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Thursday, 29 May 1902

Mr KENNEDY (Moira) - The honorable and learned member for Bendigo has forestalled me in a good deal of what I intended to say. Although £5,000 is a very small amount, I see no justification for creating another Public Works department to spend the £250,000 which the Minister for Home Affairs tells us is to be spent, when the work can be equally well done by the State authorities. The Ministers of the Federal Government have all been Ministerial heads of State departments, and the probabilities are that the permanent officers in this new department will be transferred from the State services. What reason, then, have we to expect better work from a Commonwealth Public Works department than from the Public Works departments of the States ?

Mr JOSEPH COOK (PARRAMATTA, NEW SOUTH WALES) - This Parliament has no control over the State officials.

Mr KENNEDY - I venture to say that that disadvantage is not to be compared with the probable future cost of 'the proposed department. Directly we create this department it will begin to grow. There will be the Inspector-General, .with his office at the seat of government, but he will require sub-inspectors to look after works which are being conducted in other States, and they will have their staffs. In this way we shall probably he repeating in connexion with the Commonwealth expenditure what takes place in Victoria now in connexion with State expenditure, when, although there are staffs of competent officers scattered here and there throughout the country for the carrying out of shire works, yet whenever the Public Works department have to spend £200 the plans are prepared in Melbourne, a special officer is sent up to supervise the work, and officers travel up to the district occasionally to inpect it.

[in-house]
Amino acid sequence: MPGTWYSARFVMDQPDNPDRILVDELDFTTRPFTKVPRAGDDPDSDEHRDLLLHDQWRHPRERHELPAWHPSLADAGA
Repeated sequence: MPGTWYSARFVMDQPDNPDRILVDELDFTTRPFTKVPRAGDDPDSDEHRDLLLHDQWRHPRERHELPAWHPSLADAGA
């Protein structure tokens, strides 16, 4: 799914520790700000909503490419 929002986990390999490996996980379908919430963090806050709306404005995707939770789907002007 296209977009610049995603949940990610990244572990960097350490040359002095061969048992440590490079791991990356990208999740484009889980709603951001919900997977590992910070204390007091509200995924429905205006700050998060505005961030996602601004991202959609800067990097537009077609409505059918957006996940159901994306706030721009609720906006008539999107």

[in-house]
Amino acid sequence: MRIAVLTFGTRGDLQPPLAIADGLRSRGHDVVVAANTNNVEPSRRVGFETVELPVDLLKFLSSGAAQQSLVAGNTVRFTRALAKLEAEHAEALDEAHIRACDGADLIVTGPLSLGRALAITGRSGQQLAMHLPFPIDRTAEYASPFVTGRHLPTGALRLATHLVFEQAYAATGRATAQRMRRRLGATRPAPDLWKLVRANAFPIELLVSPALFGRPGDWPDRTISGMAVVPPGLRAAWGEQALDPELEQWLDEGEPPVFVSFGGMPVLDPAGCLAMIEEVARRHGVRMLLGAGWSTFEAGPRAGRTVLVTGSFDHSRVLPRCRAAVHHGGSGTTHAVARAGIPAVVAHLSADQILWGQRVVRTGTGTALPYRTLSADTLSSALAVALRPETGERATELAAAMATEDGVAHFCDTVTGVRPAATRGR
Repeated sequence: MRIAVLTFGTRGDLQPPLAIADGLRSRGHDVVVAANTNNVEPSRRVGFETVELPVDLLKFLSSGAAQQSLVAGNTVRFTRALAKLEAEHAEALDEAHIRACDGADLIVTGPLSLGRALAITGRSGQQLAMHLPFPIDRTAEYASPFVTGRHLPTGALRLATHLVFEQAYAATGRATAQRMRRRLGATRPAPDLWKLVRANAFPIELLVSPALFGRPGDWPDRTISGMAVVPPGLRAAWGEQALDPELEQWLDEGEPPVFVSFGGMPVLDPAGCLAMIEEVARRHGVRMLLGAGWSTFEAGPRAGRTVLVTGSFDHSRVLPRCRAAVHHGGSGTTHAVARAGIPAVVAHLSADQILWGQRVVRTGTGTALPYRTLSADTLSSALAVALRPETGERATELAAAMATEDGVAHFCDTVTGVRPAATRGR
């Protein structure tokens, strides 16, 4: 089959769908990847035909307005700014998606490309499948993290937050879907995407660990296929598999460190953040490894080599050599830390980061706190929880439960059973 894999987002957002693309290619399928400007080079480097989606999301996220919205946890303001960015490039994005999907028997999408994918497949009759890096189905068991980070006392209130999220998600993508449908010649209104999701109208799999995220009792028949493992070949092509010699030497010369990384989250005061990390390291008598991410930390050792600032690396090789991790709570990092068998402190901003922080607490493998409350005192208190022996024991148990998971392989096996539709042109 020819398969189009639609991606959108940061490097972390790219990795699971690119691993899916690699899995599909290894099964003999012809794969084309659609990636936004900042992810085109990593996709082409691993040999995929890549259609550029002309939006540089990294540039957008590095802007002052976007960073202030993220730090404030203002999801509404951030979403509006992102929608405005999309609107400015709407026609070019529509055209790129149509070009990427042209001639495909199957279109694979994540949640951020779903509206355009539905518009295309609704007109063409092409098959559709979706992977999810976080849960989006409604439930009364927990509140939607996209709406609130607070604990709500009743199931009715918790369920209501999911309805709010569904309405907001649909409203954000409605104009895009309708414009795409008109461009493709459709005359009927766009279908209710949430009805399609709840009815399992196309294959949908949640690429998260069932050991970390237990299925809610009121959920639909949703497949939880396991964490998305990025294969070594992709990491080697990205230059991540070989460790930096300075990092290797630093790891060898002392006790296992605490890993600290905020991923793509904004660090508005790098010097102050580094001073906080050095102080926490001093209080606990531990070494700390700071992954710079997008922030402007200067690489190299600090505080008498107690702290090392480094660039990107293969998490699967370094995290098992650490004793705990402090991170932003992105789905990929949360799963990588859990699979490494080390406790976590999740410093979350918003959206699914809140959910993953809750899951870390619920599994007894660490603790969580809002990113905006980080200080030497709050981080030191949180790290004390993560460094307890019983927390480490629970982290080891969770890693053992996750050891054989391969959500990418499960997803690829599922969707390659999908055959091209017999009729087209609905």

Mr Poynton - Ten years hence this department will cost £50,000 a year.

Mr Bamford - If we employ State officials to do this work we shall have to pay the States for their services.

Mr KENNEDY - Yes, but we shall only employ them when we have something for them to do.

Mr JOSEPH COOK (PARRAMATTA, NEW SOUTH WALES) - And they will do our work only after they have finished their State work.

Mr KENNEDY - They will have plenty of time in which to do our work. There is too great a tendency to try to create friction between the States and the Commonwealth. The people have to bear the expense in any case, and, to my mind, it will cost them less if the Commonwealth public works are carried out by the State officials. Practically the only public works with which the Commonwealth are concerned are the building and maintenance of post-offices and customs-offices.

SirWilliam Lyne. - And the construction of defence works, which will be the most costly of all.

Mr KENNEDY - Yes, but they will be constructed at places on the coast where their construction can be easily supervised. I feel inclined to vote against the expenditure.

Sir WILLIAMMcMILLAN (Wentworth). - As a business man, and a keen critic of the Government, I am as much inclined to economy as any honorable member, but I think that the honorable member for Moira is unreasonable in this matter. The Commonwealth is taking over from the States, in the various post-offices, customs-offices, defence works, and lighthouses, property worth £10,000,000 or £12,000,000, and surely their maintenance will be sufficient to employ the services of a reasonably large staff. I take it that it is the States which should economize. If the States do their duty the officers who are told off for this particular work will be transferred or retrenched. There is no doubt that we must make arrangements for the supervision of this work, and £5,000 seems a very reasonable sum to provide.

Mr Poynton - Does the honorable member think it will stop at that.